Glycemic index is determined in a research lab. Fasting people are fed 50 grams of either pure glucose or enough white bread to provide 50 grams of digestible (non-fiber) carbohydrate, and blood glucose is measured over the next 2 hours. On a different day, the same people would be provided a food in an amount to allow for 50 grams of digestible carbohydrate and again blood glucose is measured over the next 2 hours. If a food raises blood glucose to 50 percent of the rise caused by glucose then the glycemic index is 50.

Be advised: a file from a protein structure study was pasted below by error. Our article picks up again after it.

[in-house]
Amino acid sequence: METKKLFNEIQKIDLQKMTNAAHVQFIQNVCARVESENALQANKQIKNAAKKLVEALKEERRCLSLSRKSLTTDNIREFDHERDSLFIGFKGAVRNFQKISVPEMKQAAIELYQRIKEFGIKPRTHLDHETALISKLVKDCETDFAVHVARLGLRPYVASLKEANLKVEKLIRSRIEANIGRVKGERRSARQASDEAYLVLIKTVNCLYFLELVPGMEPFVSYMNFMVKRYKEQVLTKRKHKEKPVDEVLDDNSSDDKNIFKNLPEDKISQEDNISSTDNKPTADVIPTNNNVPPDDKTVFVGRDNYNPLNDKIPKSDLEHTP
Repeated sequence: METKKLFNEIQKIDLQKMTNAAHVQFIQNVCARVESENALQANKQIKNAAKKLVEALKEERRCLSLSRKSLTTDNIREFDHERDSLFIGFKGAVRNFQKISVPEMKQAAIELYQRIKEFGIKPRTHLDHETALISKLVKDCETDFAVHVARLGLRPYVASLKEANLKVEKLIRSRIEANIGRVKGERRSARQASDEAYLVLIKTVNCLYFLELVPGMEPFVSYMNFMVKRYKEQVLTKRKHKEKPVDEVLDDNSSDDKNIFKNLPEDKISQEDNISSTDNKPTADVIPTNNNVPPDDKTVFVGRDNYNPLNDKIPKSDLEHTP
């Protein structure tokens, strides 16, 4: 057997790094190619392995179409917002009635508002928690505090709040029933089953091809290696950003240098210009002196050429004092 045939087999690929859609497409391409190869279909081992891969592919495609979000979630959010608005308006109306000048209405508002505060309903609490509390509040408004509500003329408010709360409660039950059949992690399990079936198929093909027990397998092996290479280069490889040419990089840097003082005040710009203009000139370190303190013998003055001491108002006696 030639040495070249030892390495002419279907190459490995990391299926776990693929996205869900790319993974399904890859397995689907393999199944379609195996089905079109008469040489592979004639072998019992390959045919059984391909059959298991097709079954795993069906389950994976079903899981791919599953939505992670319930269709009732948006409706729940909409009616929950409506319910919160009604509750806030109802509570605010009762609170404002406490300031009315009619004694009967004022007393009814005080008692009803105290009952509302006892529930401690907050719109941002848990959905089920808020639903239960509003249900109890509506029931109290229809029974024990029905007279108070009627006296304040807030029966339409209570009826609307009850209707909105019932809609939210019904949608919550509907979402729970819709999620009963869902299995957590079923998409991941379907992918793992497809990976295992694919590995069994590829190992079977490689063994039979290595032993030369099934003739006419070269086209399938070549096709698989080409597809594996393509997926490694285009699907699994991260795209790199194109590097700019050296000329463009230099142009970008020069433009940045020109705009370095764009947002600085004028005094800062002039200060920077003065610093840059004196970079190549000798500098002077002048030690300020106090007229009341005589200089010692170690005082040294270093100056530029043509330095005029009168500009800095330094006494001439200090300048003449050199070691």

Because of the difference between white bread and pure glucose, glycemic indexes determined for foods using these different standards can vary. The glycemic index scale when using pure glucose is 0 to 100 and is more common because it is a little easier for the public to use. Meanwhile, when white bread is used as the standard for determining glycemic index, several foods, such as a baked potato, rice cakes, jelly beans, and Cheerios® have a value greater than 100. When this book discusses the glycemic index of foods we will use glucose as the standard as per the values of the Human Nutrition Unit at the University of Sydney (www.glycemicindex.com).
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